Pinellas-Pasco Circuit Judge Frank Quesada has a message for people who appear before him in court: If you use oxycodone, don't drive.
That might sound obvious, considering that Florida is in the midst of what has been called a prescription drug abuse epidemic that is killing roughly seven people a day. Oxycodone is a particularly potent pain medicine, and also particularly addictive.
But Quesada applies his policy even to those who are taking oxycodone completely legally, with each dose prescribed by a doctor.
His reasoning: The drug generally comes with a warning that people should not drive or use heavy equipment when under the influence of the drug.
So when Quesada learns defendants are using oxycodone, he modifies their probation and tells them they are not allowed to drive. At all.
"As long as they're on oxycodone, I'm going to suspend their driving," Quesada said in an interview. That restriction lasts as long as the defendant remains on probation.
Quesada's policy is one more way the legal system is grappling with prescription drugs, which are legal and medically necessary in many cases but deadly in others.
"I think it's very dangerous. I think it's a very serious public safety issue that so many people out there are impaired by oxycodone," he said.
Quesada presides in a Pinellas court for people accused of violating probation for all sorts of offenses, which don't necessarily involve drugs. People on probation often are required to submit to random drug tests, which sometimes turn up the presence of oxycodone or other drugs.
If the person has a prescription for oxycodone, there's nothing illegal about finding it in his or her drug test. But if that same person gets behind the wheel, it could endanger the public, Quesada said.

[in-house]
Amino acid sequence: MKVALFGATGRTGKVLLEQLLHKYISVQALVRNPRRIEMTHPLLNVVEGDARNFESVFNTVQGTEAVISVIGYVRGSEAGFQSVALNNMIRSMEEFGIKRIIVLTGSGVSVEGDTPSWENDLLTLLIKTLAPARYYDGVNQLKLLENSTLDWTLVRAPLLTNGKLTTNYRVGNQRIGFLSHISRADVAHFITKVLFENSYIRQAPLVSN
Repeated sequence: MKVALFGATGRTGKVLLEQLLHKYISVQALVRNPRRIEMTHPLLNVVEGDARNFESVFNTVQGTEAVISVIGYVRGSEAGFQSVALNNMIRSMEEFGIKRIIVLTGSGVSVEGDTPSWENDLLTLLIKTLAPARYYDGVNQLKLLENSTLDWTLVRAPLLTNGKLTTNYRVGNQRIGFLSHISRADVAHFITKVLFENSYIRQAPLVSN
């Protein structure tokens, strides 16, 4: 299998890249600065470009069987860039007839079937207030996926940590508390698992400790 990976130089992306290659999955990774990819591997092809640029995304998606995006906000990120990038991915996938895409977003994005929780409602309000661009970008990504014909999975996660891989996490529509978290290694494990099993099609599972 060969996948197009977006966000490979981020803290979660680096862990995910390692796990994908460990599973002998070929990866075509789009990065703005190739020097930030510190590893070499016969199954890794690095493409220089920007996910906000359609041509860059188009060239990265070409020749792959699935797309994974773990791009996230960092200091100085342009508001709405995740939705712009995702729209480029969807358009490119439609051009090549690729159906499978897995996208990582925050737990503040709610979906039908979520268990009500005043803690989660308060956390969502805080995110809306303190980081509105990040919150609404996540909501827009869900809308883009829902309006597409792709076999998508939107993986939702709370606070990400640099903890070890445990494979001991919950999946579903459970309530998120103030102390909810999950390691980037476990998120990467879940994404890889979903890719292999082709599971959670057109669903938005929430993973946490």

Quesada said he's not criticizing people who take oxycodone legally. He said he has needed pain medication after recuperating from surgery and understands that it can be medically important.
On the other hand, it's not hard to find evidence of people abusing the drugs. Some people in his courtroom wear a telltale "dull-witted" look, he says, and barely stay awake. He also wonders about people who stay on powerful pain medications for years for vague-sounding ailments.
Defense attorneys give mixed reviews to Quesada's policy.
"I can see what the judge's concern is," said lawyer Ron Smith, but he also believes that some people take their medicine properly and drive without being impaired.
Lawyer Dwight Dudley said he, too, sees the judge's point, but adds, "I think there are people that can take it responsibly."
Quesada has an answer to that. If people on probation can get their doctor to write a letter saying they are capable of driving safely, despite regularly taking oxycodone, he would allow them to keep driving.
So far, he said, no doctor has written such a letter.
Curtis Krueger can be reached at firstname.lastname@example.org or (727) 893-8232.